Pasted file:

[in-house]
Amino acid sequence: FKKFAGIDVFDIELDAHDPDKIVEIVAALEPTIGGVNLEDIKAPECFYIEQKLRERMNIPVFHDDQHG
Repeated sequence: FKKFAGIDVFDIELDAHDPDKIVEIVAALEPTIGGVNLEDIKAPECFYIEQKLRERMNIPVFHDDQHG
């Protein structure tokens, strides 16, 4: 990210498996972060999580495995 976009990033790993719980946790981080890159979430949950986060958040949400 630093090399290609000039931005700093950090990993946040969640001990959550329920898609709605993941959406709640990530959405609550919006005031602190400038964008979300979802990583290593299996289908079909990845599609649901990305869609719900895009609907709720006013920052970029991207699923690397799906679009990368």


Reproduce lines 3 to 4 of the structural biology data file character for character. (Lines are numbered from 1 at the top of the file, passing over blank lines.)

Repeated sequence: FKKFAGIDVFDIELDAHDPDKIVEIVAALEPTIGGVNLEDIKAPECFYIEQKLRERMNIPVFHDDQHG
């Protein structure tokens, strides 16, 4: 990210498996972060999580495995 976009990033790993719980946790981080890159979430949950986060958040949400 630093090399290609000039931005700093950090990993946040969640001990959550329920898609709605993941959406709640990530959405609550919006005031602190400038964008979300979802990583290593299996289908079909990845599609649901990305869609719900895009609907709720006013920052970029991207699923690397799906679009990368």